The OxygenOS-ColorOS merger was inevitable, and I’m looking forward to it

The OxygenOS-ColorOS merger was inevitable, and I’m looking forward to it

OnePlus has changed a lot in recent years, and I think the writing has been on the wall for a while now about what exactly the company was going to become. I, like many in the community, held OnePlus to a higher standard as an enthusiast brand. Whether or not that was realistic, it was abundantly clear that for the company to grow, the enthusiast market alone wasn’t going to cut it and the mainstream audience would need to be tapped in.

OnePlus would need to consequently adapt to better fit the needs and expectations of the average consumer, and it seems we’re at a crucial junction for this once again with the recent announcement of the OxygenOS-ColorOS merger. But despite everything, this development makes me the most excited that I’ve been for anything OnePlus-related in a very long time.

OnePlus India R&D Center in Hyderabad

It has been an open secret for years now that OnePlus devices are based upon other devices in the BBK arsenal – usually OPPO’s, but tech is shared with Realme as well. Even the OnePlus One, the very first OnePlus smartphone, wasn’t a whole lot more than just an OPPO Find 7 rebrand. It offered something that OPPO didn’t, though — a presence focused on the west, pretty good marketing around a “flagship killer” mantra, and a hard-line focus on device enthusiasts. Obviously, it worked, and the company’s popularity has been on an upwards trajectory ever since.

Despite all of that, it was almost inevitable that at some point, OnePlus was going to become more ingrained with OPPO. We’ve been hearing for a long time now that OnePlus and OPPO shared resources, and the companies officially acknowledged in January of this year that the two are merging their hardware R&D divisions. A little while later, it was confirmed OnePlus was going to merge even further into OPPO. They’ve now announced extended software support times for their smartphones, stating that much of it was made possible thanks to resources offered up by OPPO. In that same announcement, OnePlus also confirmed that OxygenOS will be merging with ColorOS.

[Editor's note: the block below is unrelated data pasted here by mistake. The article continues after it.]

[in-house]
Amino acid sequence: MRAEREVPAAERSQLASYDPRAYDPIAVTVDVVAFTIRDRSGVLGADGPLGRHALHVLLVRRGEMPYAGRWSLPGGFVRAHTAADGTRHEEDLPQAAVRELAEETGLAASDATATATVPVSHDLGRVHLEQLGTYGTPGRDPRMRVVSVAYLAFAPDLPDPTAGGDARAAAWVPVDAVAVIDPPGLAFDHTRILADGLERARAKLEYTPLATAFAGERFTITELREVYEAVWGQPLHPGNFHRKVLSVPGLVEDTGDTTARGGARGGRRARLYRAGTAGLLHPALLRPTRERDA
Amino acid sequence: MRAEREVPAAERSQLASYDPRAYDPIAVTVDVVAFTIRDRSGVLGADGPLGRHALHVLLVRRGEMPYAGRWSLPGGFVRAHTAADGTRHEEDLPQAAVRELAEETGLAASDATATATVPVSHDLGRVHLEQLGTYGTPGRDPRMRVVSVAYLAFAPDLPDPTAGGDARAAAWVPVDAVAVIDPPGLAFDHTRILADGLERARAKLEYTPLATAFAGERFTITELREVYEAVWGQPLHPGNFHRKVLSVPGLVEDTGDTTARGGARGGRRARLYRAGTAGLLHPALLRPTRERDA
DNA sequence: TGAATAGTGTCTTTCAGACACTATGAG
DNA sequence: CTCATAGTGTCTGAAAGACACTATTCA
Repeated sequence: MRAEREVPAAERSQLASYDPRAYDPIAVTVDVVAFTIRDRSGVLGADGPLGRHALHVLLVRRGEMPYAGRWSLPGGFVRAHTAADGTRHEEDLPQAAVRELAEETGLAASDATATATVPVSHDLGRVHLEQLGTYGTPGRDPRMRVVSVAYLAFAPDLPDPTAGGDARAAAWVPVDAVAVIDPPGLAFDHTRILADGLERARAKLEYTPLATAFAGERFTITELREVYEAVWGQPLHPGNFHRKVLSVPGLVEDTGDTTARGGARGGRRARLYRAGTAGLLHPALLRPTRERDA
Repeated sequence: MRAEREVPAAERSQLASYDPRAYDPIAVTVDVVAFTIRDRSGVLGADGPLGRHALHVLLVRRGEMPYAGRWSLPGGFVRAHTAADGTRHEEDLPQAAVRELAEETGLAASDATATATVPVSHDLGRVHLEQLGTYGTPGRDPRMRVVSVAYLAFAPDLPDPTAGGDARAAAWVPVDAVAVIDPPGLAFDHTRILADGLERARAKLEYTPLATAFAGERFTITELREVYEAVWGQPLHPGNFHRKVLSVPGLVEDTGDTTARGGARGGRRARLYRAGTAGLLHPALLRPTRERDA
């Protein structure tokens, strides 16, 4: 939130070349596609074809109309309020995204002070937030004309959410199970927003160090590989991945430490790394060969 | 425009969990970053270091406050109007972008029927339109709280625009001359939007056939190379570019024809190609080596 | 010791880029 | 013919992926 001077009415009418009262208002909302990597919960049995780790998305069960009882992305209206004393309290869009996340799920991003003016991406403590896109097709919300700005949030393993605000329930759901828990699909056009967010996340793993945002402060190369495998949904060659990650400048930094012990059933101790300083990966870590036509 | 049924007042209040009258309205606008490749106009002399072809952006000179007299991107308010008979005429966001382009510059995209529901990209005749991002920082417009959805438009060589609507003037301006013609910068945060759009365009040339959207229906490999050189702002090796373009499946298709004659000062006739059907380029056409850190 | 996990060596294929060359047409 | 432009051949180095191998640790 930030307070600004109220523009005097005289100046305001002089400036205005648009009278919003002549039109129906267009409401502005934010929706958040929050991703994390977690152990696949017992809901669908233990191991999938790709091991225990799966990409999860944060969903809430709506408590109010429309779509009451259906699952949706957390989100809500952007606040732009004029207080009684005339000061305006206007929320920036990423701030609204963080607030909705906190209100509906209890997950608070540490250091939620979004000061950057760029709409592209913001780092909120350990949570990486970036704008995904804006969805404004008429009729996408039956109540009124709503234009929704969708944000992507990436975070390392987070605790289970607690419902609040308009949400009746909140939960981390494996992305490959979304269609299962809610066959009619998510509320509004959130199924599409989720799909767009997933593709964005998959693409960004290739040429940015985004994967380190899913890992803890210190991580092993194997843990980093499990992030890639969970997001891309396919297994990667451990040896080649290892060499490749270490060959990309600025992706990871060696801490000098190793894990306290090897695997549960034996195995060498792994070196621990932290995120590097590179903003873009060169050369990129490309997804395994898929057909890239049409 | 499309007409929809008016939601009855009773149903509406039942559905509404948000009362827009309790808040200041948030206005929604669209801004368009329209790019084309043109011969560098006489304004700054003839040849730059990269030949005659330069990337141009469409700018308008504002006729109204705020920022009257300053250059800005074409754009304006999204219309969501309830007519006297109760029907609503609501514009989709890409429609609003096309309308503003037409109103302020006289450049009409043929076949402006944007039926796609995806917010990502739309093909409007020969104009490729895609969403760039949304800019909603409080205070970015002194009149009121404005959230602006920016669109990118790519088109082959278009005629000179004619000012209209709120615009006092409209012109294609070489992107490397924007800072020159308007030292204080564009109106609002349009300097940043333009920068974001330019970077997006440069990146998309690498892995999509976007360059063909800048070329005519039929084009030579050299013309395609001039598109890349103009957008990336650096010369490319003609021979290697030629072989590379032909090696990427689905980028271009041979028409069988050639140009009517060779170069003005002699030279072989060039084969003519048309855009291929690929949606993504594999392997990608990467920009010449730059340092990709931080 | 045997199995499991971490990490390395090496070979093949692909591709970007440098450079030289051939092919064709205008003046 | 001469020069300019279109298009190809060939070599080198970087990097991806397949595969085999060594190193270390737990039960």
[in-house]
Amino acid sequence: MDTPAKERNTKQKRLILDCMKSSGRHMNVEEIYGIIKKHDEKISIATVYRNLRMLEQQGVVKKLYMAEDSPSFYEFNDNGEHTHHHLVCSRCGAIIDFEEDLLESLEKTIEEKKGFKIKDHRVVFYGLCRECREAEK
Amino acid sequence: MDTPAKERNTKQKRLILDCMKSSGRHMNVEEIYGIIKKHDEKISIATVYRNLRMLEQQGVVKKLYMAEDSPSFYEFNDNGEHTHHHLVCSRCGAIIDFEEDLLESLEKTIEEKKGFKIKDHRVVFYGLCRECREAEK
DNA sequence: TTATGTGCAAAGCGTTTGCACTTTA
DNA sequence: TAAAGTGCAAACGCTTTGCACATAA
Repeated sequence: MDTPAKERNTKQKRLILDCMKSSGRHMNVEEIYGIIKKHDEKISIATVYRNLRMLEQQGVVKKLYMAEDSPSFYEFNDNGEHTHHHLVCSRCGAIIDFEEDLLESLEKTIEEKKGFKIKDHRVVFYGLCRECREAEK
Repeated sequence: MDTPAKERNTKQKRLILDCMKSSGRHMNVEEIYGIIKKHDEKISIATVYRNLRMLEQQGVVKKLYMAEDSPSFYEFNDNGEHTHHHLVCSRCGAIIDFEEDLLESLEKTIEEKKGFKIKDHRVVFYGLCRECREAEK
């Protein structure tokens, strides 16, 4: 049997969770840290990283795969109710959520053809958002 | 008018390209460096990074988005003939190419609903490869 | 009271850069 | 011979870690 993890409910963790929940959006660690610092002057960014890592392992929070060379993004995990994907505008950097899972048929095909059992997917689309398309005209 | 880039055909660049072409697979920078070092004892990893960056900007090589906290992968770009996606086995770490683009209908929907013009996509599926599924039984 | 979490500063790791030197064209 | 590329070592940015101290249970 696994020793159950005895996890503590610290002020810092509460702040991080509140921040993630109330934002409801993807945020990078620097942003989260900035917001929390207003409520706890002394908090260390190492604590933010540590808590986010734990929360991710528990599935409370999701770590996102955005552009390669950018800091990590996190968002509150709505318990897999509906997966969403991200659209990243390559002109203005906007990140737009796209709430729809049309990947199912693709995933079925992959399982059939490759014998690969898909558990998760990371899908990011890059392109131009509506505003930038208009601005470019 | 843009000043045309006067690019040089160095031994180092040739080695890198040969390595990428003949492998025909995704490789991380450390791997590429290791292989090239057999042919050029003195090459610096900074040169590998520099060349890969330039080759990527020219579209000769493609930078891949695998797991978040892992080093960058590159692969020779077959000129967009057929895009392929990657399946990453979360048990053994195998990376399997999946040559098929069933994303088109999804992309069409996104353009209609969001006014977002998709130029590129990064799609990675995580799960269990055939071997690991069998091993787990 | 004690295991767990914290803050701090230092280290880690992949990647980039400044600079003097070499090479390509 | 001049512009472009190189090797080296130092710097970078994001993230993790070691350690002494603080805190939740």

After a lot of evaluation and discussion, we’ve come up with a solid plan to best leverage our shared resources with OPPO. In order to improve efficiency and standardize the software experience across our portfolio, we’re working on integrating the codebase of OxygenOS and ColorOS. This is a change that you will likely not even notice since it’s happening behind the scenes. We now have a larger and even more capable team of developers, more advanced R&D resources, and a more streamlined development process all coming together to improve the OxygenOS experience.

OxygenOS is merging with ColorOS, and I’ll be perfectly honest — I’m excited.

OnePlus 9 Pro beside the OPPO Find X3 Pro

A breath of fresh air for OxygenOS

OxygenOS is in dire need of changes. It has a reputation for being “light” and like “stock Android”, but that’s only how it looks. There are some pretty heavy under-the-hood changes to the kernel on the OnePlus 8 as an example, according to arter97, and one can only wonder if there are even more changes now.

OnePlus smartphones have a pretty poor reputation for software updates and stability, particularly as OxygenOS updates have added bugs and made phones unusable in recent times. Notifications are also a problem, and so is the battery life. We’ve covered all of these in our OnePlus 9 Pro review, but the bottom line is that OnePlus has some great ideas, but the execution is often lacking.